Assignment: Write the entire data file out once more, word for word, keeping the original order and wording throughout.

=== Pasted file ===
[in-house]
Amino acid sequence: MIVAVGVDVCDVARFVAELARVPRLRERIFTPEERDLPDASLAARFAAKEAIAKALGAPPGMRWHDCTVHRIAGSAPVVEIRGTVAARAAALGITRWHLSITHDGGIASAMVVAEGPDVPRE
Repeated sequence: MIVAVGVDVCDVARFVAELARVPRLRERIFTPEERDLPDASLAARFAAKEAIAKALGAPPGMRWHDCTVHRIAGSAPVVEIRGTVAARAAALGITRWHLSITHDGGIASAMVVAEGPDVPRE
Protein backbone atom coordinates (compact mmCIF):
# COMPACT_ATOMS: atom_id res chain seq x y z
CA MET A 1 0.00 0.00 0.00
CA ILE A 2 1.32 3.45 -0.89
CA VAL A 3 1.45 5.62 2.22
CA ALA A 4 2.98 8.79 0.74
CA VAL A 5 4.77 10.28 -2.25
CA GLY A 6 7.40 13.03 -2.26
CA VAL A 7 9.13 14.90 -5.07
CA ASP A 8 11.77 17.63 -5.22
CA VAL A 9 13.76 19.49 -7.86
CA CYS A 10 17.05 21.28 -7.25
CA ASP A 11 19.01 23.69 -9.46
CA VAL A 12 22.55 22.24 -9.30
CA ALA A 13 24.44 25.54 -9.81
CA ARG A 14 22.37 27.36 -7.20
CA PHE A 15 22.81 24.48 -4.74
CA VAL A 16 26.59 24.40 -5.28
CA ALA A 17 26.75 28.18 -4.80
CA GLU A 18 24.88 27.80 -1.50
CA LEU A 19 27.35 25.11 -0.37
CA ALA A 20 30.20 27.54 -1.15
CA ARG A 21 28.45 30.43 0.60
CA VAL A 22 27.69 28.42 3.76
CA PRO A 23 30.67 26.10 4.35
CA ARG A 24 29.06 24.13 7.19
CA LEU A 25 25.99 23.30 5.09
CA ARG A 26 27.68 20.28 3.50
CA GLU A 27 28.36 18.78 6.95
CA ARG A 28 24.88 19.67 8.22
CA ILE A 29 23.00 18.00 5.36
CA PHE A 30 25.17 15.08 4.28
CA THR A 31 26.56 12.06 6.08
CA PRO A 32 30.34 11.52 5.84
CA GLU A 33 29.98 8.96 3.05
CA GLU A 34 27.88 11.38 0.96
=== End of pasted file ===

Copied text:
[in-house]
Amino acid sequence: MIVAVGVDVCDVARFVAELARVPRLRERIFTPEERDLPDASLAARFAAKEAIAKALGAPPGMRWHDCTVHRIAGSAPVVEIRGTVAARAAALGITRWHLSITHDGGIASAMVVAEGPDVPRE
Repeated sequence: MIVAVGVDVCDVARFVAELARVPRLRERIFTPEERDLPDASLAARFAAKEAIAKALGAPPGMRWHDCTVHRIAGSAPVVEIRGTVAARAAALGITRWHLSITHDGGIASAMVVAEGPDVPRE
Protein backbone atom coordinates (compact mmCIF):
# COMPACT_ATOMS: atom_id res chain seq x y z
CA MET A 1 0.00 0.00 0.00
CA ILE A 2 1.32 3.45 -0.89
CA VAL A 3 1.45 5.62 2.22
CA ALA A 4 2.98 8.79 0.74
CA VAL A 5 4.77 10.28 -2.25
CA GLY A 6 7.40 13.03 -2.26
CA VAL A 7 9.13 14.90 -5.07
CA ASP A 8 11.77 17.63 -5.22
CA VAL A 9 13.76 19.49 -7.86
CA CYS A 10 17.05 21.28 -7.25
CA ASP A 11 19.01 23.69 -9.46
CA VAL A 12 22.55 22.24 -9.30
CA ALA A 13 24.44 25.54 -9.81
CA ARG A 14 22.37 27.36 -7.20
CA PHE A 15 22.81 24.48 -4.74
CA VAL A 16 26.59 24.40 -5.28
CA ALA A 17 26.75 28.18 -4.80
CA GLU A 18 24.88 27.80 -1.50
CA LEU A 19 27.35 25.11 -0.37
CA ALA A 20 30.20 27.54 -1.15
CA ARG A 21 28.45 30.43 0.60
CA VAL A 22 27.69 28.42 3.76
CA PRO A 23 30.67 26.10 4.35
CA ARG A 24 29.06 24.13 7.19
CA LEU A 25 25.99 23.30 5.09
CA ARG A 26 27.68 20.28 3.50
CA GLU A 27 28.36 18.78 6.95
CA ARG A 28 24.88 19.67 8.22
CA ILE A 29 23.00 18.00 5.36
CA PHE A 30 25.17 15.08 4.28
CA THR A 31 26.56 12.06 6.08
CA PRO A 32 30.34 11.52 5.84
CA GLU A 33 29.98 8.96 3.05
CA GLU A 34 27.88 11.38 0.96